Middle Eastern Investors Eye Xinjiang Regional Development

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By Chris Devonshire-Ellismao-and-xinjiang3.jpg

Oct. 6 – The extensive plans to develop trade links between Xinjiang and Central Asia have led Middle Eastern investors to become interested in assisting China in opening up the region to global trade.

The stakes seem to be more than just about money. Moderate Islam has been under threat from insurgents in the region, preying largely on poverty and creating divisions within the Muslim Diaspora. To correct this, and at the same time lift millions of Muslims within the Central Asian regions out of poverty, are becoming a priority for governments from Ankara to the Middle East.

This suits China’s plans too since a stable Xinjiang Province will no longer be an issue for mainstream Muslim thinkers. Instead, there is the prospect of increased trade with China as road and rail links running into the region become convenient and increasingly attractive for all.

China’s main routes into Central Asia and Islam run through Kazakhstan, and the border crossing at Alashankou, some 400 kilometers west of the Xinjiang Provincial capital of Urumqi. From there, there are extensive highway and rail networks leading not just to Almaty, the commercial heart of Kazakhstan, but also to the Kazak oilfields at Aktobe. The pipeline is around 3000 kilometers long and processing taking place close to Urumqi while oil and gas are fed nationally to as far east as Shanghai.

Beijing’s view towards its Muslim neighbors has shifted. As it is faced with a Central Asia that could be a major source of energy for the foreseeable future, China needs a stable region. This includes stability for Afghanistan and northern Pakistan which have become breeding ground for much of the region’s terrorists.

While it is true that many of these are long running disputes, a new theory dictates that trade is the answer to problems born out of poverty and a lack of education. China is being more pragmatic over religion as Islam is no longer seen as the threat of instability in Xinjiang. It is poverty that is the target. The shift sits well with the general feeling of Islamic development, especially in the Middle East, a region whose oil and trade China both have set its sights on.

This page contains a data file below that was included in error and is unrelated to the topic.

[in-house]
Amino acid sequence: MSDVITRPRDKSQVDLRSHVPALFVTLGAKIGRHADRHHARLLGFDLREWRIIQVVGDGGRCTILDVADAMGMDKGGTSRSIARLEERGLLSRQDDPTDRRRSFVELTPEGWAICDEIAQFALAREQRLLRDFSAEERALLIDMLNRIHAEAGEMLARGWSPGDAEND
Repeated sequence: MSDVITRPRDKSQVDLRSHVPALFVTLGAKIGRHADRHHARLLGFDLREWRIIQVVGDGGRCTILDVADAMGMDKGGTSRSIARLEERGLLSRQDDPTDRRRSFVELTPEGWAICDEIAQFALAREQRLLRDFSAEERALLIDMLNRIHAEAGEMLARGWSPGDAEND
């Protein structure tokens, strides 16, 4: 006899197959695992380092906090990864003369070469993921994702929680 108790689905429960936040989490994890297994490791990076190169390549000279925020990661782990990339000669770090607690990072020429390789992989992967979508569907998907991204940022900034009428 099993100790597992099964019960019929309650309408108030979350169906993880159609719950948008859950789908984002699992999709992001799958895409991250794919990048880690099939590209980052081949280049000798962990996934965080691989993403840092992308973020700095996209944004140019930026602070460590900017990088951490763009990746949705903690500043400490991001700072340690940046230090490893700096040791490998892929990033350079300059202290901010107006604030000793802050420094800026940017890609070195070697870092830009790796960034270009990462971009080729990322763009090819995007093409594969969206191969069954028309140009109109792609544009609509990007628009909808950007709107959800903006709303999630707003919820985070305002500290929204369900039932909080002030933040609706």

The possibility of Central Asia opening up to global trade is a dream because of the region’s wealth in natural resources and exquisite culture. China, fresh its success of engineering a rail route through to Lhasa, is now ready to use those technical skills to develop a railway far beyond its current western most terminus at Kashgar.

Feasibility studies are being carried out to extend that line from Kashgar to Gilgit, Pakistan and to Bishkek, Krygyzstan. Such moves would connect China rail to networks as far away as Tehran and Moscow. Plans are also being made to develop a commercially viable highway between Taxkorgan, south of Kashgar, over the Pamirs, through the Hindu Kush and direct to Kabul. With trade and the real prospect of development, regional disputes may well calm down. This poses an attractive prospect both for China’s interests and for Islamic scholars, when at last they will be able to reach out and properly educate more moderate type of Islamic creed.

The interest in assisting China with this long term strategy is gaining momentum. Hong Kong is already considering changes in its tax base to assist Islamic finance. The Bank Muscat, the largest lender in Oman, has publicly expressed a desire to invest in mainland banks.

With the Xinjiang region ethically closer to Central Asia and the Middle East, an upsurge in Arabic and Central Asian investment in China, more so in the Xinjiang Province is to be expected.

This article was aggregated from the forthcoming China Briefing Regional Guide to the West China, which will be available after the National October Holidays, priced at US$25 plus p&p. The book details the provinces of Gansu, Ningxia, Shaanxi, Sichuan, Qinghai, Tibet, Xinjiang and Yunnan, and the West China cities of Chengdu, Chongqing, Kashgar, Kunming, Lanzhou, Lhasa, Guiyang, Urumqi, Xining and Yinchuan.

Pre-publication orders can be made through sales@china-briefing.com.Inquiries or assistance with investment in Xinjiang can be directed to Dezan Shira & Associates at info@dezshira.com.

Photo of the Kurban Tulum and Chairman Mao Zedong Monument, Unity Square, Hotan, Xinjiang courtesy of the centralasiatraveler.


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